• UNITED NATIONS A General Assembly Distr. GENERAL A/HRC/4/NGO/7 2 March 2007 ENGLISH ONLY HUMAN RIGHTS COUNCIL Fourth session Item 2 of the provisional agenda IMPLEMENTATION OF GENERAL ASSEMBLY RESOLUTION 60/251 OF 15 MARCH 2006 ENTITLED “HUMAN RIGHTS COUNCIL” Written statement* submitted by Human Rights Advocates, Inc. (HRA), a non-governmental organization in special consultative status The Secretary-General has received the following written statement which is circulated in accordance with Economic and Social Council resolution 1996/31. [19 February 2007] * This written statement is issued, unedited, in the language(s) received from the submitting non-governmental organization(s). GE.07-1123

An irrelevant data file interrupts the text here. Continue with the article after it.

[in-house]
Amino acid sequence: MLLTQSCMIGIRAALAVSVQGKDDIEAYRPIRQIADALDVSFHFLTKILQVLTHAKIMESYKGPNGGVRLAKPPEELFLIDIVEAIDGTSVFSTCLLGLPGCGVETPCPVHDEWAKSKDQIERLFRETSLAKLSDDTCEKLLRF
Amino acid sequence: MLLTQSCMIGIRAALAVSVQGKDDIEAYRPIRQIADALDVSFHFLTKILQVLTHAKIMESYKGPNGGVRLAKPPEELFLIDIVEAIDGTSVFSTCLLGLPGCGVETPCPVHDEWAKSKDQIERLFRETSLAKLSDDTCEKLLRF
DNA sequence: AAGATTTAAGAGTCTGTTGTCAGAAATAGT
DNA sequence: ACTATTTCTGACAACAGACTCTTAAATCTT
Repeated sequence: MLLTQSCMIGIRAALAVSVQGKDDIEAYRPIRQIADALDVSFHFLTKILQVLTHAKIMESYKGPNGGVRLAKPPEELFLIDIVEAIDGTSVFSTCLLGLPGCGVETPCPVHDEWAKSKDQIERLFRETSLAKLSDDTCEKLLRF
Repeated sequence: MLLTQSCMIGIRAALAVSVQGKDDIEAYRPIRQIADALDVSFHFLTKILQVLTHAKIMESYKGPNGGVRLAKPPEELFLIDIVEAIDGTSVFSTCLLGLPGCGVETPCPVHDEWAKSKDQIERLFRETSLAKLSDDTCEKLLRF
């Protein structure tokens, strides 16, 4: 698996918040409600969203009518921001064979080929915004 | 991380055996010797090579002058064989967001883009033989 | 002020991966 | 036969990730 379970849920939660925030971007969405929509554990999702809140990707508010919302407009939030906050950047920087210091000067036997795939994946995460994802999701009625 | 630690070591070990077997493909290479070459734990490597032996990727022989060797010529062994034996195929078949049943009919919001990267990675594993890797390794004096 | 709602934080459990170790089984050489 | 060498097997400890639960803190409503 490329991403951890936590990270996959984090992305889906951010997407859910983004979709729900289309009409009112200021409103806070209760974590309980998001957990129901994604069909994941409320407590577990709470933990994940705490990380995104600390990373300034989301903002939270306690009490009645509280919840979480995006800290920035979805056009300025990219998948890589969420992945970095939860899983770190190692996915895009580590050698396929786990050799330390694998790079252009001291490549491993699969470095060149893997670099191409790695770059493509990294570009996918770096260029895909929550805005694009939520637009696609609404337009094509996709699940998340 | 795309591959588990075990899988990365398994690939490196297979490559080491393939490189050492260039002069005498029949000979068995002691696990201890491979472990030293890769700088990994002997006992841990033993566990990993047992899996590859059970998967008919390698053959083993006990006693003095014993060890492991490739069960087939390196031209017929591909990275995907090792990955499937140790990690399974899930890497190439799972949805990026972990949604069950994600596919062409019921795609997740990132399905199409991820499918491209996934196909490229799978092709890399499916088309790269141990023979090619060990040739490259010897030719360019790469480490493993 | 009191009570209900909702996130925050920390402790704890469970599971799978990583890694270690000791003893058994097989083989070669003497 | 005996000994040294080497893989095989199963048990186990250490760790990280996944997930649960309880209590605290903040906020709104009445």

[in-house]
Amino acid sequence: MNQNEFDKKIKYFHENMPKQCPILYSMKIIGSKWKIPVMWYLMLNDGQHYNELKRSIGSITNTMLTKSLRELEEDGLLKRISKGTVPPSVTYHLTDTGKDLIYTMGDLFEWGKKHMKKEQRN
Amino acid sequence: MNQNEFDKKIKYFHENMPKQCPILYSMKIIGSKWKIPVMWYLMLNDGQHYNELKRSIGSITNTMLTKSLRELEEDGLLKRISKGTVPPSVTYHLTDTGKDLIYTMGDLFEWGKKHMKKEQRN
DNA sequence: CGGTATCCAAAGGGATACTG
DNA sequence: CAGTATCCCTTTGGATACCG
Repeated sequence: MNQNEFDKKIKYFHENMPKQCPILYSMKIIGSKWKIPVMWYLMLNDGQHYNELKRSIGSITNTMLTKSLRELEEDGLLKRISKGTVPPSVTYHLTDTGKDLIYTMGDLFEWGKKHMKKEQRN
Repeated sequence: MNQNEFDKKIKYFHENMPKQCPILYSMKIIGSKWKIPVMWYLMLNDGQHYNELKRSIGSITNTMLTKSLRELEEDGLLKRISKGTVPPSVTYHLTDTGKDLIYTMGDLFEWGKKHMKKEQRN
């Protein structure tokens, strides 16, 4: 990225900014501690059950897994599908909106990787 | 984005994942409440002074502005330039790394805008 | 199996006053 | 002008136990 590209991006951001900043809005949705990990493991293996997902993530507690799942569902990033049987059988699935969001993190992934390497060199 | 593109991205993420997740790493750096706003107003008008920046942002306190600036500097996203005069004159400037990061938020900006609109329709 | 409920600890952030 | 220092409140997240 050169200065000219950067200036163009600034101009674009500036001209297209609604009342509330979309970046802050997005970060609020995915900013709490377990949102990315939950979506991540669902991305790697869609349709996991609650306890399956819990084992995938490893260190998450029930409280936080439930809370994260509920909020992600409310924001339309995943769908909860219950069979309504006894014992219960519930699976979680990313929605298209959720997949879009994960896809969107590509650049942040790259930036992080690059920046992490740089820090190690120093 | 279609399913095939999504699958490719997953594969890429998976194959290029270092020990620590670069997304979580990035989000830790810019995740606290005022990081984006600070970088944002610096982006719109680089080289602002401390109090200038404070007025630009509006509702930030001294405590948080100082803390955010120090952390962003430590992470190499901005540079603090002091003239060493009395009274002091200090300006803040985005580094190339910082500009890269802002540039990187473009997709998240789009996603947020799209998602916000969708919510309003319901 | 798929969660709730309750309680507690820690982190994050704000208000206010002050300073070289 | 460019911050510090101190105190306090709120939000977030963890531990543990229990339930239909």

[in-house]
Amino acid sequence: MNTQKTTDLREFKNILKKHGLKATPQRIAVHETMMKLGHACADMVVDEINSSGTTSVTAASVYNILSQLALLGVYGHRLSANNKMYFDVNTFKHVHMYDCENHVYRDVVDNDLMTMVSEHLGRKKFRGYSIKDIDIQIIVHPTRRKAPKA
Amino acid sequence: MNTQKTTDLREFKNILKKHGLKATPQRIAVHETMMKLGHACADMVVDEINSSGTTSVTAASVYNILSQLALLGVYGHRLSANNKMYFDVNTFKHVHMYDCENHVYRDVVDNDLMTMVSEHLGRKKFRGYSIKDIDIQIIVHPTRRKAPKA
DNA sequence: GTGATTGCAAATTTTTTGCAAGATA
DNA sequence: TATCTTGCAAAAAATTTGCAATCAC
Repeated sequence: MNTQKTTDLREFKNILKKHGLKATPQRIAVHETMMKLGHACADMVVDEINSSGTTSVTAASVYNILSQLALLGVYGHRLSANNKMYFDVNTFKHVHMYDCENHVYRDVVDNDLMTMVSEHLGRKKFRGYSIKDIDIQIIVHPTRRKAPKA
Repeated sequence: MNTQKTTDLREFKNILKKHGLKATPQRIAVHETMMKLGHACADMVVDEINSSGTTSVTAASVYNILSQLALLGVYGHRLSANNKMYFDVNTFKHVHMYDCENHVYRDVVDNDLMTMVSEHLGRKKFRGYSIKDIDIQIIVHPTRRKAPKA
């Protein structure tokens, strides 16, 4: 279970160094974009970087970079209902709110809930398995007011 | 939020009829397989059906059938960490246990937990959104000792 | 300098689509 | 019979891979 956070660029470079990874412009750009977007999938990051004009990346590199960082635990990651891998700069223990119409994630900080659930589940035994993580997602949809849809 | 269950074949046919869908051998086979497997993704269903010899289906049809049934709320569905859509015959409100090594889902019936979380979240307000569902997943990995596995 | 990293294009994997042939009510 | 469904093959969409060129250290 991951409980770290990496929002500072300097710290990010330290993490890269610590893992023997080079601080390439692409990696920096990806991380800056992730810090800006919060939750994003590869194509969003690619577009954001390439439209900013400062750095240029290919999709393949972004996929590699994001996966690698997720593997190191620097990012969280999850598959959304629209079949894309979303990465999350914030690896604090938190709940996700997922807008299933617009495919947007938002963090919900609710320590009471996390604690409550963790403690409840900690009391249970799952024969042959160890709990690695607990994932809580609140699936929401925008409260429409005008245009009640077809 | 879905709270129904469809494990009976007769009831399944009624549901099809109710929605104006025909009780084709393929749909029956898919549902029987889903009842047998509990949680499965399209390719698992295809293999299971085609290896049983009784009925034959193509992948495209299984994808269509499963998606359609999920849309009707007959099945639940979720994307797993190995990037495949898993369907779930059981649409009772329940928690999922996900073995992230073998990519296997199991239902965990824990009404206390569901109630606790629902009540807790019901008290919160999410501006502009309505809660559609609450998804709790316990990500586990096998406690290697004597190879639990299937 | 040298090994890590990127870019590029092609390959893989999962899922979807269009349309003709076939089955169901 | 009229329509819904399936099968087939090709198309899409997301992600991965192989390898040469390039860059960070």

• A/HRC/4/NGO/7 page 3 The Right to Vote 1. Human Rights Advocates, Inc. (HRA) submits the following statement on the issues of voting rights. The Right to Vote 2. Article 25 of the International Covenant on Civil and Political Rights (ICCPR) codifies the principles of public participation and voting, stating that every citizen shall have the right to, take part in public affairs, vote in “genuine periodic elections”, by “universal and equal suffrage”, having equal access to public service in his country. The Human Rights Committee in General Comment No. 25 and makes clear that violations of these individual rights justify claims under the first Optional Protocol. Moreover, the right to public participation and to vote is protected by Protocol One to the European Convention on Human Rights, Article 23 of the American Convention on Human Rights, and Article 13 of the African Charter of Human and People’s Rights. Article 7 of the Convention on the Elimination of All Forms of Discrimination Against Women (CEDAW) protects the right of women to vote on an equal basis with men. Despite widespread recognition, many governments continue to derogate voting rights by the operation of law, fraudulent means, the use of new technology, and media bias. It is critical that the Council take action to promote this fundamental right. Finally, the right to vote is the most fundamental of all human rights as a means to protect against the violation of other human rights. The right to vote is an example of why it is critical that the Council’s agenda allows for raising issues not already before it. Lack of Genuine and Transparent Elections due to Electronic Voting 3. The ICCPR’s Article 25 states that every citizen has the right to take part in “genuine” elections. The unreliability, security concerns, and human error associated with new electronic voting technology threatens this right. Reports surrounding the 2006 elections in the United States suggest that problems persist with electronic voting technology. It should be noted that, after the elections, leaders in various public posts acknowledged and pledged to correct deficiencies prior to the 2008 election. 4. A study before the elections demonstrated that electronic voting machines were susceptible to vote stealing and denial of service attacks. 1 The ease of conducting attacks virally, through passive means not easily detected and erasing evidence of wrongdoing enhances the threat that these attacks pose to electronic voting machines. Additionally, it was reported that discrepancies in vote tallies and malfunctions with electronic voting machines occurred in primary elections in the United States. 2 Despite warnings many states did not make necessary changes with voting machines or software because of lack of time. 1 Ariel J Feldman et al., Princeton University, Security Analysis of the Diebold AccuVote-TS Voting Machine (2006). 2 ELECTIONLINE.ORG, THE 2006 ELECTION 5 (2006).